6. Record Some MIDI Notes

Once all the steps outlined above have been completed, you can record some MIDI notes into Logic.

Do this directly on the External Instrument plugin – just like any other software instrument. You can play either directly on the Monologue/hardware syntheszier, or on your preferred MIDI controller.

7.  Record And Edit MIDI CC Data

Most of the knobs and switches on the Monologue can send and recieve MIDI CC (Continuous Controller) data, in addition to the standard MIDI notes sent via the keybed itself.

In order to record the MIDI notes and MIDI CC data simultaneously, follow the steps below.

  • In Logic Pro, opoen the “Record” menu
  • Next, select “Overlapping MIDI Recordings
  • Now, select “Merge” for both no cycle and cycle

You can now record directly over your MIDI notes with Monologue’s knobs and switches by using Logic’s regular record button.

To edit and view the MIDI CC data you’ve recorded, elected “MIDI Draw” in the Arrange Window/Workspaces local “View” menu.

Logic Pro's LCD shows that MIDI CC 43 is assigned to the data being recorded from one of the knobs on the Monologue
Logic Pro's LCD shows that MIDI CC 43 is assigned to the data being recorded from one of the knobs on the Monologue

Once the knob and/or switch data has been recorded from the Monologue, you can use Logic to identify the MIDI CC number for each knob and switch. To do this, you must:

  • First adjust the track’s vertical height in order for MIDI Draw to be seen
  • Click Logic’s Local View menu
  • Select MIDI Draw, and then “Other”
  • You can select the MIDI CC number from the list that appears

If you don’t know the CC number of each knob or switch, the do the following

  • Ensure you’re viewing Logic’s “LCD” in custom view, you can do this by clicking the small downward pointing triangle on the right hand side of the LCD display in Logic 10.3 and up.
  • Next, perform a single turn on the relevant knob or switch
  • The specific MIDI CC number will be displayed in the Logic LCD

8. Get Monologue’s LFO and Sequencer in Sync

It’s a simple matter to synchronise the Korg Monologue’s LFO and in-built sequencer to the BPM in Logic Pro X. Follow the steps below to set this up.

  • In Logic, use the Option-P key command to open the Project Settings.
  • Now, click the synchronisation tab, and then the MIDI tab
  • At the top you will see MIDI Clock – check the “Transmit To” box OFF.
  • Now, select Monologue SOUND from the list
  • Next, go to the Korg Monologue to set up the LFO Sync. On the Monologue, LFO is handled independently per patch.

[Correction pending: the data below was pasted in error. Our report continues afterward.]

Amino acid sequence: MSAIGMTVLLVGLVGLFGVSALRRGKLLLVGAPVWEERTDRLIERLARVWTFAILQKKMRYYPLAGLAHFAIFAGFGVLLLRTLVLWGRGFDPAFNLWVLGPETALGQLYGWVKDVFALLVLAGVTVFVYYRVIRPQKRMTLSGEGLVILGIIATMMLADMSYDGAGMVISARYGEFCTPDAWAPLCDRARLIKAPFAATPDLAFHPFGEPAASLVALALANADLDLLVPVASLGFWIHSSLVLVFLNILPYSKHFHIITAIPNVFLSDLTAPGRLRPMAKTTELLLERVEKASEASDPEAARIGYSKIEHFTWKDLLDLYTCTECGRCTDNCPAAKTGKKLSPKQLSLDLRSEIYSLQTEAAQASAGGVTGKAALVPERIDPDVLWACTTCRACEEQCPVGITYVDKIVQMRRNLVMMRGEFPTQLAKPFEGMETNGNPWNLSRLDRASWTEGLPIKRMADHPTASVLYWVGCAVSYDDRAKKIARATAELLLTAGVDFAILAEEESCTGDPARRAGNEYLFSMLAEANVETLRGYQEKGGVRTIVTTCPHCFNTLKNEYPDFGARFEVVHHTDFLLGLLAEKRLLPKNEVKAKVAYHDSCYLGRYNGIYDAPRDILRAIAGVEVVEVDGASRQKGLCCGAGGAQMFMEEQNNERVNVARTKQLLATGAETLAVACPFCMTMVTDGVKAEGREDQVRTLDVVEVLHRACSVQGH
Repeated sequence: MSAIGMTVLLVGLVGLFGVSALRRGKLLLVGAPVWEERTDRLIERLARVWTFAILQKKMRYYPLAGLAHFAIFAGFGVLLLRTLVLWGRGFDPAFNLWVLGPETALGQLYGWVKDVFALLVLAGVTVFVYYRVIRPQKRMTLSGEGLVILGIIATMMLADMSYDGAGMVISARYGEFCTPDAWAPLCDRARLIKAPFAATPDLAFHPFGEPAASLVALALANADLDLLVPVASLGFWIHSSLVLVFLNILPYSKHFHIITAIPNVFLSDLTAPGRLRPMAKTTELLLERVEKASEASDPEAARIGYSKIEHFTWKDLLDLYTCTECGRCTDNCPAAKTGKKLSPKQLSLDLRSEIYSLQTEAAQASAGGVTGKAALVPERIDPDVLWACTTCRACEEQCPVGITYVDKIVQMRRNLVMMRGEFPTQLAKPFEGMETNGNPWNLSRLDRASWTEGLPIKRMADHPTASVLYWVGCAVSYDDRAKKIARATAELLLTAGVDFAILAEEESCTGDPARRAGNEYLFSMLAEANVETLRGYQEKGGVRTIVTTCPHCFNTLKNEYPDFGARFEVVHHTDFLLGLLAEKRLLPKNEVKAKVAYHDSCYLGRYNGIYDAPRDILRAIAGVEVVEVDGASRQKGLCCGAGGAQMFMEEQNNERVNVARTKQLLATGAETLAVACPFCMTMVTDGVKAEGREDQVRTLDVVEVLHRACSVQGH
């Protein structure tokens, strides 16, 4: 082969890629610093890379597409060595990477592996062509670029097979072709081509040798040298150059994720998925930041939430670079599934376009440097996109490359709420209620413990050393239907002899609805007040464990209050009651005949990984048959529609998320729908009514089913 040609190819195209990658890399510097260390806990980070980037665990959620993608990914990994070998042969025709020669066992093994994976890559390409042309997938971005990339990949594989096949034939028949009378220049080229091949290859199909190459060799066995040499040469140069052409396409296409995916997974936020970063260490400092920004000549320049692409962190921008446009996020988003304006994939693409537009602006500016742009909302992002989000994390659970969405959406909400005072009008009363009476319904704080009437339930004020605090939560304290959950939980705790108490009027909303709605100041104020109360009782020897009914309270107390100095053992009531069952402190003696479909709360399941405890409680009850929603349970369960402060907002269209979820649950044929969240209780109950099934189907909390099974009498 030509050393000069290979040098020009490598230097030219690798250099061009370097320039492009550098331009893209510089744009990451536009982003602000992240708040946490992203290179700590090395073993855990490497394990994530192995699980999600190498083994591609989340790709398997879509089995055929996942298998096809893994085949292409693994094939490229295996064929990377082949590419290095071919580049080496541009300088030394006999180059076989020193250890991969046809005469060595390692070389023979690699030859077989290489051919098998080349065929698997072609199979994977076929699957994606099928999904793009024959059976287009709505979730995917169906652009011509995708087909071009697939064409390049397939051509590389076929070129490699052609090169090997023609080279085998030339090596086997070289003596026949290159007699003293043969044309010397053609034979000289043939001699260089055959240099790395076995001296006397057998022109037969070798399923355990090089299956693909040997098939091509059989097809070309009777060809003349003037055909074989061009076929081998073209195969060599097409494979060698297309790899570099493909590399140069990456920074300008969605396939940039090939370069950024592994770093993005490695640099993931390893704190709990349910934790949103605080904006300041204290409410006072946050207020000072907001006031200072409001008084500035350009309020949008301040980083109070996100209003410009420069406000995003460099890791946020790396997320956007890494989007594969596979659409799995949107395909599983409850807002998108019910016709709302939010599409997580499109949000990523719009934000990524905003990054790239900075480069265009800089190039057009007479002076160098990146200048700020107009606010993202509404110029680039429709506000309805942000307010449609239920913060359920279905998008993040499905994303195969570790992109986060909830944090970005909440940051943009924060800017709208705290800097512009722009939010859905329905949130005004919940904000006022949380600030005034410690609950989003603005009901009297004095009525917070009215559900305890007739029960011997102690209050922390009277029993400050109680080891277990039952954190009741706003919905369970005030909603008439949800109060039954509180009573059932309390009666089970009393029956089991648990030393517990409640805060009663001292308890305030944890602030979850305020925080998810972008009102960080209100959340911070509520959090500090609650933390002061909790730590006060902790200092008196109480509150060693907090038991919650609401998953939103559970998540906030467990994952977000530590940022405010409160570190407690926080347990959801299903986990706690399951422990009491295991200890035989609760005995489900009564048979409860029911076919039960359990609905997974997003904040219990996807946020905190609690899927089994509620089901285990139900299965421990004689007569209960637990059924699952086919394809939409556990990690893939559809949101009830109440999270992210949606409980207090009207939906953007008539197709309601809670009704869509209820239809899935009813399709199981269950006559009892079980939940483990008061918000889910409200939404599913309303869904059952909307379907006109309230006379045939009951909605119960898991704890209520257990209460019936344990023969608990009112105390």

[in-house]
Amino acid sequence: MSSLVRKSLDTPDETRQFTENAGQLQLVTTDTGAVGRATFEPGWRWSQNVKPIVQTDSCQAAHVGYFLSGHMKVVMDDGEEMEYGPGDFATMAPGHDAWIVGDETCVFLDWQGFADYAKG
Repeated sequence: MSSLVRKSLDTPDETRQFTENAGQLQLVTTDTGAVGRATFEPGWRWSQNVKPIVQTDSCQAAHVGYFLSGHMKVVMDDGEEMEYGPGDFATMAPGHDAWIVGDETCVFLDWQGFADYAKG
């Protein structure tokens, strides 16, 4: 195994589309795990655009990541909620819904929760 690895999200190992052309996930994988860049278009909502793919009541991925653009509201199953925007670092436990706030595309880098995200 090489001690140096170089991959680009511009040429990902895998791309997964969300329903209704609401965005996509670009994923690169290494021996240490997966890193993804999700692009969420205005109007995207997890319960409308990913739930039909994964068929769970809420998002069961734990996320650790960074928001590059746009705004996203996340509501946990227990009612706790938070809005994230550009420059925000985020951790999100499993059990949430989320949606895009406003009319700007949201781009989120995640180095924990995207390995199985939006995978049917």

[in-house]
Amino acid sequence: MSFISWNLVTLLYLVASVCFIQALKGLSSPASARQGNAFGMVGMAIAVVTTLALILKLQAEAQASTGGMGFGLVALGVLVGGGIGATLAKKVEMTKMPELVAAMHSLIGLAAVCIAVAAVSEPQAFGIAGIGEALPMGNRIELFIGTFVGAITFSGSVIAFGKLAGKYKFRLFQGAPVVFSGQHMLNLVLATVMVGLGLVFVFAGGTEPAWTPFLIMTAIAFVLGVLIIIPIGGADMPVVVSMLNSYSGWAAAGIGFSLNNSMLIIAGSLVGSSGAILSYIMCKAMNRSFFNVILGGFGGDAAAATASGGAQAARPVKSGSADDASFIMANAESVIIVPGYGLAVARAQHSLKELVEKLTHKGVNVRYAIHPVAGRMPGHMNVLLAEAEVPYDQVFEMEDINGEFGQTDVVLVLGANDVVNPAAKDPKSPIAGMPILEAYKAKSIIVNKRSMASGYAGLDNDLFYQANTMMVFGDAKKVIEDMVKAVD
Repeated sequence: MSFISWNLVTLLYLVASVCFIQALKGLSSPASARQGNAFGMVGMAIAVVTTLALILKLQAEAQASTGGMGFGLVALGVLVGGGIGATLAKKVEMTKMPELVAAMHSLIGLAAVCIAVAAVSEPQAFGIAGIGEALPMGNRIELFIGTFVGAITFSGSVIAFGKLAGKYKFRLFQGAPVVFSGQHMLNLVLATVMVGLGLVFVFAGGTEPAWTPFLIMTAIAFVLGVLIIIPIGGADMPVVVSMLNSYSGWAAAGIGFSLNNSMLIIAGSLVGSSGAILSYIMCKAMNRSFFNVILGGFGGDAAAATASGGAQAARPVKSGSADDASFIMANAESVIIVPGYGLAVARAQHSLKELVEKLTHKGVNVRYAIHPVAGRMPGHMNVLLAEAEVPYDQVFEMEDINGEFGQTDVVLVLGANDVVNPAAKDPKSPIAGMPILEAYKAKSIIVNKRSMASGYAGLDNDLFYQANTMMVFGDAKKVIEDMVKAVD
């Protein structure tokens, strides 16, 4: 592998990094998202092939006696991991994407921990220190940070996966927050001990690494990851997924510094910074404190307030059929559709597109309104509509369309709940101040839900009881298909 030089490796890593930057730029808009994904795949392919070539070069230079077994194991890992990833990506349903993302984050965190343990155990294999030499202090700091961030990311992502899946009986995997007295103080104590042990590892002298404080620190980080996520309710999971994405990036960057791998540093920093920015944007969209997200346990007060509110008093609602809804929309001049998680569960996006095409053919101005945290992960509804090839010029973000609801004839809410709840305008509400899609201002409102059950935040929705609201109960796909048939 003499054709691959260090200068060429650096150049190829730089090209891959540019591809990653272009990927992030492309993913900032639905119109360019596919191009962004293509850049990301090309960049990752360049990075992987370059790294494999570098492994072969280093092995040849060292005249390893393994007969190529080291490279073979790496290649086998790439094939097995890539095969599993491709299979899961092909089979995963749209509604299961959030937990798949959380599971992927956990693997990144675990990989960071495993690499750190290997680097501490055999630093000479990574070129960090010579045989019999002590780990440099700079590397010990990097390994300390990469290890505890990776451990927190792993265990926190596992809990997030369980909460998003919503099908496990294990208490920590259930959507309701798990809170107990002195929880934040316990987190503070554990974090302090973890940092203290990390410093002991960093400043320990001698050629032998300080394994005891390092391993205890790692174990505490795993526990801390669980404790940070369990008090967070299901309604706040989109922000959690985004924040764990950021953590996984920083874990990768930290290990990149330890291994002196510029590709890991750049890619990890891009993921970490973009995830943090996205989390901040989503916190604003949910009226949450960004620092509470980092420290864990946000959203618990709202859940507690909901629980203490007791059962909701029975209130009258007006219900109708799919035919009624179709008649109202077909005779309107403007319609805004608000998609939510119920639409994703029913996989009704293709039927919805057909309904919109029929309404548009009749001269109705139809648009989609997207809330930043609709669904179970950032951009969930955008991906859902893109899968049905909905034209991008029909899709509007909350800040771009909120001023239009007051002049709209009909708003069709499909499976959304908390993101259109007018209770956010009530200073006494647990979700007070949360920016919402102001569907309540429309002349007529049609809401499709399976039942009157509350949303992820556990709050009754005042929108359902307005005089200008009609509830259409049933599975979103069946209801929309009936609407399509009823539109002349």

• Press the Edit Mode button on the Monologue, followed by Program Edit.
  • Navigate to the fourth page of Program Edit. This is where you can set the LFO sync to On or Off.
  • Ensure that under Global Edit, Page 4, “Clock Source” is set to AUTO USB. When stopping playback in Logic, Monologue displays “CLOCK USB” on its display to show it it’s synced to Logic Pro’s BPM.

9. Record the Monologue As Audio

You should now be at the point where you are ready to record the audio output of the Korg Monologue into Logic by doing the following:

  • Create a new Audio Track in Logic Pro
  • Set the Audio Track input to the audio interface channel which the synthesizer is connected to
  • Check the audio input level to ensure the signal isn’t too hot or clipping
  • Begin recording

Once you’ve finished recording the audio from the synth, bypass the original external instrument plugin so that you don’t hear the live input from the synth and the audio you just recorded.

  • When monitoring through Logic Pro, you may want to record any effects you’ve added to the sound of the Korg Monologue. To do this you simply:
  • Create a new audio track
  • choose the bus you output the external instrument track to as the INPUT for that track
  • Press record
  • Stop recording when you’re done!

Again, remember to bypass the live input from the Korg Monologue on the External Instrument plugin after you’ve finished recording.

Record The Korg Monologue As Audio
Record The Korg Monologue As Audio into Logic Pro
Nudging Recorded Audio in Logic Pro
Nudging Recorded Audio in Logic Pro

10. Nudge Recorded Audio If Necessary

When recording external sound sources, such as the Korg Monologue, into Logic Pro – or any DAW for that matter, latency will always be present.

You can minimise latency by ensuring your computer’s operating system, soundcard drivers, DAW software are all up to date, and by tweaking settings.

But the simplest way to deal with latency is simply to nudge the recorded audio left or right until the timing is correct. Alternatively, you can nudge the audio slightly before or after the beat in order to create urgency and push the track forward, or create a groove or that elusive swing by pulling the track back. These are purely creative choices.

11. Saving Sounds for the Korg Monologue

To easily save, load, reorganize, and rename the Korg Monologue’s presets, download and install the free Monologue librarian software here.

If you’re using a different synth, consult your manual for further information on librarian software.

This post was inspired by this article by Darren Burgos.